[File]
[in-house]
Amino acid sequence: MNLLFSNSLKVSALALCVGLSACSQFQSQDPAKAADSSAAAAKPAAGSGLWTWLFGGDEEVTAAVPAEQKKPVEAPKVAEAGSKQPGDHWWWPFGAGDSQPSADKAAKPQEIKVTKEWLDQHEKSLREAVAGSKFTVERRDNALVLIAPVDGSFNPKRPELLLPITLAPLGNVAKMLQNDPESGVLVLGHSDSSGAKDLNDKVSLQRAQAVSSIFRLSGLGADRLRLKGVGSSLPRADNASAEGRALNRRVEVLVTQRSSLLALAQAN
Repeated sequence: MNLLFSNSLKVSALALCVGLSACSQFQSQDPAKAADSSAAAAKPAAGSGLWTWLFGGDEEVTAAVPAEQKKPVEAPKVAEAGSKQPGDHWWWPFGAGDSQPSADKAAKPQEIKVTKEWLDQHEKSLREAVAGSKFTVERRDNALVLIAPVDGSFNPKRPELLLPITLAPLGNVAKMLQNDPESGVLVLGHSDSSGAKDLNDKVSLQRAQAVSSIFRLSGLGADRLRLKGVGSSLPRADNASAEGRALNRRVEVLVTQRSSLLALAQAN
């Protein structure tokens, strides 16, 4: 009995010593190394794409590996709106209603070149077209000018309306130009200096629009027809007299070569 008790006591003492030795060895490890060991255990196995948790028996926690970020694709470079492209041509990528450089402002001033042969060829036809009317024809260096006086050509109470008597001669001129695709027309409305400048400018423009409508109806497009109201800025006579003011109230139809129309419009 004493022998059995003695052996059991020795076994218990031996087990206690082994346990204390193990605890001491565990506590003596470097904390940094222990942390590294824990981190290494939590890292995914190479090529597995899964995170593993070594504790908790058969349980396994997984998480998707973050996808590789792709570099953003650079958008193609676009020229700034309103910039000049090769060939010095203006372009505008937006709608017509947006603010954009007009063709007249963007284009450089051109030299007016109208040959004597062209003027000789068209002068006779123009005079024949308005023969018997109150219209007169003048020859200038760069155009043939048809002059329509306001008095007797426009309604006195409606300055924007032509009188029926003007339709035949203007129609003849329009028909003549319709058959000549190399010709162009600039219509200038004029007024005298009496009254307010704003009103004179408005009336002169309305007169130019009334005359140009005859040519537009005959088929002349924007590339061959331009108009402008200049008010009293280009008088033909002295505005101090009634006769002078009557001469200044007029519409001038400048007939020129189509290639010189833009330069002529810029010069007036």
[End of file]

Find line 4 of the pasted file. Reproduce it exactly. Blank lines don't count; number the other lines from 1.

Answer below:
């Protein structure tokens, strides 16, 4: 009995010593190394794409590996709106209603070149077209000018309306130009200096629009027809007299070569 008790006591003492030795060895490890060991255990196995948790028996926690970020694709470079492209041509990528450089402002001033042969060829036809009317024809260096006086050509109470008597001669001129695709027309409305400048400018423009409508109806497009109201800025006579003011109230139809129309419009 004493022998059995003695052996059991020795076994218990031996087990206690082994346990204390193990605890001491565990506590003596470097904390940094222990942390590294824990981190290494939590890292995914190479090529597995899964995170593993070594504790908790058969349980396994997984998480998707973050996808590789792709570099953003650079958008193609676009020229700034309103910039000049090769060939010095203006372009505008937006709608017509947006603010954009007009063709007249963007284009450089051109030299007016109208040959004597062209003027000789068209002068006779123009005079024949308005023969018997109150219209007169003048020859200038760069155009043939048809002059329509306001008095007797426009309604006195409606300055924007032509009188029926003007339709035949203007129609003849329009028909003549319709058959000549190399010709162009600039219509200038004029007024005298009496009254307010704003009103004179408005009336002169309305007169130019009334005359140009005859040519537009005959088929002349924007590339061959331009108009402008200049008010009293280009008088033909002295505005101090009634006769002078009557001469200044007029519409001038400048007939020129189509290639010189833009330069002529810029010069007036």